Cross dressing in the sports world
There's been a strange sight on the basketball court at Indiana-Purdue at Fort Wayne this season: the Everlast logo.
That's John Peckinpaugh, a junior who plays forward for IPFW. He had some problems last year with concussions, so the IPFW staff decided he needed some protection. If you're a boxing fan, you probably recognize that he's wearing the same type of headgear that pro fighters use while sparring, except the cheekbone padding has been cut off and taped over.
There are no official records on this sort of thing, but Uni Watch believes Peckinpaugh is the first basketball player to wear the Everlast logo. But he certainly isn't the only athlete to have taken equipment designed for one sport and repurposed it for another. In fact, he isn't even the only current IPFW athlete to be doing that: The school's women's hoops team includes a forward named Sydney Weinert, who's been wearing protective soccer headgear. (Peckinpaugh tried that kind of rig himself but found it fell off too often, which is how he ended up wearing the boxing gear.)
Peckinpaugh and Weinert are the latest exemplars of a phenomenon Uni Watch calls cross-dressing. No, not like this. When used in this context, cross-dressing refers to a player in one sport who uses equipment designed for another sport. Here's a selective rundown of past and present examples:
• At least three MLB players -- Ellis Valentine, Gary Roenicke and Dave Parker -- have protected broken facial bones with football face masks.
• Conversely, several NHL players, including the great Bobby Hull, have worn football face masks.
• There are several photos of Vince Lombardi conducting Packers practices with a player in the background wearing what appears to be multiple catcher's chest protectors. Frankly, Uni Watch isn't sure what this was for -- maybe a tackling drill?
• Basketball Hall of Famer Calvin Murphy once played while wearing a hockey helmet.
• Although this photo obviously leaves a lot to be desired, the Hawks player in the background is Joe C. Meriweather, who appears to have been wearing a hockey helmet, possibly with a faceguard.
• Back when MLB infielder David Eckstein was with the Angels, he often used NFL gloves instead of baseball batting gloves.
• Devils goalie Martin Brodeur has been wearing an NBA padded sleeve to protect his bruised elbow. No photo, but you can read about it in the fourth paragraph of this article.
• NHL player Joey Mullen used to wear a football neckroll.
• Boxer Floyd Mayweather Jr. wore two-in-one baseball socks (those are the socks with the colored vertical stripes that's supposed to simulate stirrups) for his 2009 bout against Juan Manuel Marquez.
• After soccer goalie Peter Cech had problems with concussions, he began wearing rugby headgear.
• Cricket players have sometimes worn motorcycle helmets.
• And of course there are many, many examples of athletes using footwear originally designed for another sport. But that seems like an entire side category unto itself -- one worth exploring at a later date.
(And in case you're wondering, former MLB catcher Charlie O'Brien isn't on this list because he never wore a cage-style hockey goalie mask in a baseball game. Rather, he worked with a hockey mask company, Van Velden Mask, to come up with a new catcher's mask inspired by the cage style. Close, but not quite the same thing as cross-dressing.)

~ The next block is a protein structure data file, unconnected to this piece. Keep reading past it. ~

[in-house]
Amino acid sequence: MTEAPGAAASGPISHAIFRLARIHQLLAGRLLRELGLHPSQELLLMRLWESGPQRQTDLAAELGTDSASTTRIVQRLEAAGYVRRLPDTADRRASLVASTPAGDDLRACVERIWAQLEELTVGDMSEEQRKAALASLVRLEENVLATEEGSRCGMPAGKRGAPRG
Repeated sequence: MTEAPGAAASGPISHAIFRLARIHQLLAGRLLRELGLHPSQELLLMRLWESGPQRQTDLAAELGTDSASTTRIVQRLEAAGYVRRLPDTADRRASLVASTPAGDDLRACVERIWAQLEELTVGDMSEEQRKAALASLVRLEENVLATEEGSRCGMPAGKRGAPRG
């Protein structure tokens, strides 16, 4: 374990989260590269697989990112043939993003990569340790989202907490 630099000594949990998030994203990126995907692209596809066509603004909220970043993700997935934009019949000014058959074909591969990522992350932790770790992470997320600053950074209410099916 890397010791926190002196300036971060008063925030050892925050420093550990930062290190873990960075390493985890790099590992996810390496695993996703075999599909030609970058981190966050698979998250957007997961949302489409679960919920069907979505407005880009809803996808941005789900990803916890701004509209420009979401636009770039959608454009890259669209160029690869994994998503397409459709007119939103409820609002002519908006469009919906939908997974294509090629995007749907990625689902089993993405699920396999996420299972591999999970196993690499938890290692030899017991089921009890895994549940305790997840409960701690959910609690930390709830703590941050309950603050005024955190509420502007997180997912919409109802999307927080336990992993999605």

And there may be more cross-dressing to come. Carlos Delfino of the Bucks has been out with post-concussion symptoms since early November. According to a small note in this article, Delfino "will play with protective headgear" when he eventually returns to the court. It isn't yet clear whether he'll be wearing something from another aisle of the sporting goods store, or if the Milwaukee equipment staff is devising something special for him. Either way, it seems like a safe bet that he probably won't be wearing Everlast gear.
All of which conveniently brings us back to John Peckinpaugh, the IPFW player. Uni Watch recently had a chance to speak with him. He's a nice kid -- humble, soft-spoken. Here's how our interview went:
Uni Watch: How did you end up wearing the boxing headgear?
John Peckinpaugh: Last season I had about four concussions in a little over a month. So my coaches looked at headgear choices out there and decided that the boxing headgear was the best way to go.
Were your concussions from head-to-head contact with other players, or hitting your head on the court, or what?
The first one was from getting a knee to the back of the head. The other three were from elbows.
Did you try other things before arriving at the boxing idea?
Yes. We tried soccer headgear-- sort of a padded headband kind of thing. But it fell off a lot.
Did you guys have to get permission from the NCAA or anything like that?
Yeah, I think our coaches went through the NCAA to get their OK for me to wear it during games.
From the photos I've seen, it looks like you cut off the cheekbone protectors. What was that about?
With the cheekbone padding there, I couldn't really see anything unless it was right in front of me, so we cut those parts off and taped over them so they wouldn't scratch my face. But now they just got me a new one.
Right, I've seen a photo of it. Looks like this one didn't have cheek padding to begin with.
Yeah, it's a lot better.